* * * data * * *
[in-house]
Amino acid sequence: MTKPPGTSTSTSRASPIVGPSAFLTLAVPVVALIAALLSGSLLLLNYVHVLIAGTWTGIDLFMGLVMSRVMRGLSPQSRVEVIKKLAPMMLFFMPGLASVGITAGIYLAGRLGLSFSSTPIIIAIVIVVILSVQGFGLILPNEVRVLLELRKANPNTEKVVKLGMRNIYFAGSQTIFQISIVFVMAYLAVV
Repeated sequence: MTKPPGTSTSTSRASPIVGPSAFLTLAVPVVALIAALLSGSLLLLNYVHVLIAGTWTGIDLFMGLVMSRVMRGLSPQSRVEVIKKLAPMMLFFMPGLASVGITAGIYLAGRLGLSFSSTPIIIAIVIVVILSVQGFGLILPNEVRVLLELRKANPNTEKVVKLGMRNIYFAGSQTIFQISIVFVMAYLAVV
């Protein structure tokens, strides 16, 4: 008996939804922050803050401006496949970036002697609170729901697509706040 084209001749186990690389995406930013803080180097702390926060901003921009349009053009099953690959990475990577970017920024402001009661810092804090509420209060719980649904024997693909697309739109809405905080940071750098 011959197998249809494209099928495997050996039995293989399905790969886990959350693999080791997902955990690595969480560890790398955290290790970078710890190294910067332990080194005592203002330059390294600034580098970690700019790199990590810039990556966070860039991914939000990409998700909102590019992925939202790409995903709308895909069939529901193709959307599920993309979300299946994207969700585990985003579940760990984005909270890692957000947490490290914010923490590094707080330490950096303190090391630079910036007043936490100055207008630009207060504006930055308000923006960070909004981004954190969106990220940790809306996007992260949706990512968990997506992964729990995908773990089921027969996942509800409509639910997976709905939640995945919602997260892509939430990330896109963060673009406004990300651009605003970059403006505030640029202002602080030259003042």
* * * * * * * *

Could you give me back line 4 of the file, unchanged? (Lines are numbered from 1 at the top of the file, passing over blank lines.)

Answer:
């Protein structure tokens, strides 16, 4: 008996939804922050803050401006496949970036002697609170729901697509706040 084209001749186990690389995406930013803080180097702390926060901003921009349009053009099953690959990475990577970017920024402001009661810092804090509420209060719980649904024997693909697309739109809405905080940071750098 011959197998249809494209099928495997050996039995293989399905790969886990959350693999080791997902955990690595969480560890790398955290290790970078710890190294910067332990080194005592203002330059390294600034580098970690700019790199990590810039990556966070860039991914939000990409998700909102590019992925939202790409995903709308895909069939529901193709959307599920993309979300299946994207969700585990985003579940760990984005909270890692957000947490490290914010923490590094707080330490950096303190090391630079910036007043936490100055207008630009207060504006930055308000923006960070909004981004954190969106990220940790809306996007992260949706990512968990997506992964729990995908773990089921027969996942509800409509639910997976709905939640995945919602997260892509939430990330896109963060673009406004990300651009605003970059403006505030640029202002602080030259003042």